Unpaid carers are the unsung heroes of our society, which is why the Care Act 2014 gave carers new rights, focusing on their wellbeing, which includes their employment. In 2015, the Government extended the right to request flexible working arrangements, and we are also investing £1.6 million in nine pilot sites, exploring ways to support people who are combining work and caring responsibilities.
I thank the Minister for her response. According to a recent report from the Department of Health, the cost to the Exchequer of carers being unable to continue working has been estimated at £1.3 billion a year. Will the Minister confirm what incentives are in place for employers to support carers in the workplace?
The report my hon. Friend refers to was a landmark one in demonstrating the business case for investing in carer-friendly policies. The Government have been working to raise awareness among employers of the issue and of the cost of leaving it unaddressed. Our £1.6 million project will be invaluable in helping us to establish the most effective forms of support for carers. We are also backing the Employers for Carers network run by Carers UK, which provides resources to implement carer-friendly policies.
The Government have already announced £40 million of funding for domestic abuse services between 2016 and 2020, as well as a £2 million grant to Women’s Aid and SafeLives to support early intervention. We will shortly publish a refreshed cross-Government violence against women and girls strategy setting out how we will do still more to secure long-term funding for domestic violence services and support for all victims.
Domestic violence is an enduring stain on our society, and while Government funding is welcome, a long-term sustainable approach is needed. What discussions has the Minister had with service providers, including Rape Crisis, about the long-term solutions, and what does she consider to be long term in this context?
I thank the hon. and learned Gentleman for his questions. I must admit, I am used to seeing him on the Front Bench, but it is nice to see him anyway. As part of refreshing our violence against women and girls strategy, I have taken part in a number of round tables with service providers, commissioners and others to make sure that we understand the issues facing them and to look at that long-term solution, because he is absolutely right: service providers need to know that their funding is on a sustainable footing, so that they can continue to deliver services and focus on victims, as we all want them to do.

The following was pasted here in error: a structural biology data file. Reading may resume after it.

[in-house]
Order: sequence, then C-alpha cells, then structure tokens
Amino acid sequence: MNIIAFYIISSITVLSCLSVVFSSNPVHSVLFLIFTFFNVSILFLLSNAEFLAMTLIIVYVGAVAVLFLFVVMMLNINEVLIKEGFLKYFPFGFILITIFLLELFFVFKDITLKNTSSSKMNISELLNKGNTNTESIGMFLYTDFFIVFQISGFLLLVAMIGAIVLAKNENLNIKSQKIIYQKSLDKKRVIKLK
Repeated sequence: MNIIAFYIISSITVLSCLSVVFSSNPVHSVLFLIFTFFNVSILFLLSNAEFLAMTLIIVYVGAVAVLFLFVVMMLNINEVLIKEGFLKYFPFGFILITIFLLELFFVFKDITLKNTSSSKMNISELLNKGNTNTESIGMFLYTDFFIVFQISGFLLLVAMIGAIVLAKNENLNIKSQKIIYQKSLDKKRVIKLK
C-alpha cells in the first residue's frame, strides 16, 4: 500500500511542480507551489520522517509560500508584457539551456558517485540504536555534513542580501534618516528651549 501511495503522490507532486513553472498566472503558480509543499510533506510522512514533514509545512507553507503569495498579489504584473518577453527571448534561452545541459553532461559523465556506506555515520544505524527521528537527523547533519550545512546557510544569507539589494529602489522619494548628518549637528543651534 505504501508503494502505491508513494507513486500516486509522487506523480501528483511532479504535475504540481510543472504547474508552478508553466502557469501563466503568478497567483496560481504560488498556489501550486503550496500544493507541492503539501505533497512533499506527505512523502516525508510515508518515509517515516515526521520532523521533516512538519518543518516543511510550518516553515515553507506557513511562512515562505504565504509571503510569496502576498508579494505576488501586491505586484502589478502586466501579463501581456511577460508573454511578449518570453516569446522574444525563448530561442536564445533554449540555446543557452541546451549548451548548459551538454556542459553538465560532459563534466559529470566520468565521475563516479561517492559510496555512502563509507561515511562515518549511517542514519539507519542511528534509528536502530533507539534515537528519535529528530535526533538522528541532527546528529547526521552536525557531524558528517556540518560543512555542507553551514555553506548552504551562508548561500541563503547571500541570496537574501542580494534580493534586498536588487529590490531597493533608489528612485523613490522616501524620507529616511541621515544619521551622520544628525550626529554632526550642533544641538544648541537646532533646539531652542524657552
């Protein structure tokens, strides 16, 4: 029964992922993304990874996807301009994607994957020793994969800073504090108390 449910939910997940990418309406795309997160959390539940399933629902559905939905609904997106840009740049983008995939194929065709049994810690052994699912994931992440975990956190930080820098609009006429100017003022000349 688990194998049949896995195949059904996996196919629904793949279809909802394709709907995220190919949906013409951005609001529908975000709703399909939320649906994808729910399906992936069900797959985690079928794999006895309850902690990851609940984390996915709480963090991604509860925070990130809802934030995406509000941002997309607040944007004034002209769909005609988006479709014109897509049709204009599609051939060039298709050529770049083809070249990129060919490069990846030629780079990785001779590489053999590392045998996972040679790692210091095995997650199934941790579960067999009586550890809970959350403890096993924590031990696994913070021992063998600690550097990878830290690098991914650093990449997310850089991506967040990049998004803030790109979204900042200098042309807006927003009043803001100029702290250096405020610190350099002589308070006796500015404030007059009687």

FTSE Boards: Gender Balance
We appointed Lord Davies in 2010 and have fully supported his work ever since, which has achieved an unprecedented increase in the number of women on boards. We welcomed his final report and back his new recommendations for a business-led 33% target for FTSE 350 boards. We are also in the process of establishing a new review focusing on the all-important executive layer.
My hon. Friend is absolutely right: companies with more diverse boards benefit from better decision making and better corporate governance; they are more responsive to the market and they can access the wider talent pool. It is a no-brainer: diversity is better for business. We have seen real progress with our business-led Government-supported approach, but we are not complacent by any means. We will continue to engage with businesses of all sizes and in all sectors to push this work forward.
There are gender differences across a range of health outcomes. Women live longer than men, but that gap is closing. The Government are tackling health inequalities by addressing the social causes of ill health and promoting healthier lifestyles, all now underpinned by legal duties. Action is led locally to ensure that there are solutions to local gender and other health inequalities.
Over the past 30 years, female suicide rates have declined from 11 per 1,000 to five per 1,000, but male suicide rates have remained stubbornly high, at 19 to 20 per 1,000, and in that period 130,000 men have committed suicide. What will the Minister do, together with the Department of Health, to tackle that very serious problem?
My hon. Friend makes an excellent point. The Under-Secretary of State for Health, my hon. Friend the Member for Battersea (Jane Ellison), was keen to be here today, but she is at an LGBT conference. Suicide is the largest cause of death of men under 50, so this is a really important issue. That is why the Prime Minister’s commitment earlier this week to investing in mental health services will be so important in this space.
Business of the House
The business for next week is as follows:
Monday 18 January—Second Reading of the Energy Bill [Lords].